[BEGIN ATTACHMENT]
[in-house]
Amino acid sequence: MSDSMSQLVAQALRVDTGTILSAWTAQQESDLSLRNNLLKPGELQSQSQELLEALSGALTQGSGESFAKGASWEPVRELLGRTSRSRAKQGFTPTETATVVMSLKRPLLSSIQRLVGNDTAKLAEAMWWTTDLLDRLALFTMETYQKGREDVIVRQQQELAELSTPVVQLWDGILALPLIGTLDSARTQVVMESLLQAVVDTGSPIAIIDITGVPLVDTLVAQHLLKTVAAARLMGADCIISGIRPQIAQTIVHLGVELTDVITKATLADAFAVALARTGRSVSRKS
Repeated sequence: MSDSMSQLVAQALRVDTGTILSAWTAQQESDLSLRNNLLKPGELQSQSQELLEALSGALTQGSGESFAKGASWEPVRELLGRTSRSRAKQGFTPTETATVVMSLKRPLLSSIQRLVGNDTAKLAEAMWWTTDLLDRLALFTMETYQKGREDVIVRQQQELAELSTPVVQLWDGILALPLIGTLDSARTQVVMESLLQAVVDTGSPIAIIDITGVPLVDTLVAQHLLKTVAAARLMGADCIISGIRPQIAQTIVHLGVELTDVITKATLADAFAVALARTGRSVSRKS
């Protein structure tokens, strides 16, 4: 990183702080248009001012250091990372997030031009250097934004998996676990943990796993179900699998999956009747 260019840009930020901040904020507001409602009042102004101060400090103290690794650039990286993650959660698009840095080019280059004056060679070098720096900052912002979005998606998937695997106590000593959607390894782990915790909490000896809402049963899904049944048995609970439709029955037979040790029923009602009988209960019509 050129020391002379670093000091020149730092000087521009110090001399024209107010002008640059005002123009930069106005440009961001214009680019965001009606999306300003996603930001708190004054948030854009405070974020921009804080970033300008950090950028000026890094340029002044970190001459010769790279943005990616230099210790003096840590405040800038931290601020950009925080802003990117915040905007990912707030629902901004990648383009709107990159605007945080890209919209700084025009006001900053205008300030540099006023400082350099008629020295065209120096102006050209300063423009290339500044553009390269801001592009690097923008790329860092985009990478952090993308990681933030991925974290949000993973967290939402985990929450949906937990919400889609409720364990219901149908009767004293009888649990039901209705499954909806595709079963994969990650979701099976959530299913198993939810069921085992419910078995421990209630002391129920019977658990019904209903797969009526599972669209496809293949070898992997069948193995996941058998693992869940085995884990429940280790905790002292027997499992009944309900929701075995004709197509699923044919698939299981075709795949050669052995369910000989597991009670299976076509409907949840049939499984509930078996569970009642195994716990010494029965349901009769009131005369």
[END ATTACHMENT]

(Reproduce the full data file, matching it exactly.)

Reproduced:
[in-house]
Amino acid sequence: MSDSMSQLVAQALRVDTGTILSAWTAQQESDLSLRNNLLKPGELQSQSQELLEALSGALTQGSGESFAKGASWEPVRELLGRTSRSRAKQGFTPTETATVVMSLKRPLLSSIQRLVGNDTAKLAEAMWWTTDLLDRLALFTMETYQKGREDVIVRQQQELAELSTPVVQLWDGILALPLIGTLDSARTQVVMESLLQAVVDTGSPIAIIDITGVPLVDTLVAQHLLKTVAAARLMGADCIISGIRPQIAQTIVHLGVELTDVITKATLADAFAVALARTGRSVSRKS
Repeated sequence: MSDSMSQLVAQALRVDTGTILSAWTAQQESDLSLRNNLLKPGELQSQSQELLEALSGALTQGSGESFAKGASWEPVRELLGRTSRSRAKQGFTPTETATVVMSLKRPLLSSIQRLVGNDTAKLAEAMWWTTDLLDRLALFTMETYQKGREDVIVRQQQELAELSTPVVQLWDGILALPLIGTLDSARTQVVMESLLQAVVDTGSPIAIIDITGVPLVDTLVAQHLLKTVAAARLMGADCIISGIRPQIAQTIVHLGVELTDVITKATLADAFAVALARTGRSVSRKS
């Protein structure tokens, strides 16, 4: 990183702080248009001012250091990372997030031009250097934004998996676990943990796993179900699998999956009747 260019840009930020901040904020507001409602009042102004101060400090103290690794650039990286993650959660698009840095080019280059004056060679070098720096900052912002979005998606998937695997106590000593959607390894782990915790909490000896809402049963899904049944048995609970439709029955037979040790029923009602009988209960019509 050129020391002379670093000091020149730092000087521009110090001399024209107010002008640059005002123009930069106005440009961001214009680019965001009606999306300003996603930001708190004054948030854009405070974020921009804080970033300008950090950028000026890094340029002044970190001459010769790279943005990616230099210790003096840590405040800038931290601020950009925080802003990117915040905007990912707030629902901004990648383009709107990159605007945080890209919209700084025009006001900053205008300030540099006023400082350099008629020295065209120096102006050209300063423009290339500044553009390269801001592009690097923008790329860092985009990478952090993308990681933030991925974290949000993973967290939402985990929450949906937990919400889609409720364990219901149908009767004293009888649990039901209705499954909806595709079963994969990650979701099976959530299913198993939810069921085992419910078995421990209630002391129920019977658990019904209903797969009526599972669209496809293949070898992997069948193995996941058998693992869940085995884990429940280790905790002292027997499992009944309900929701075995004709197509699923044919698939299981075709795949050669052995369910000989597991009670299976076509409907949840049939499984509930078996569970009642195994716990010494029965349901009769009131005369």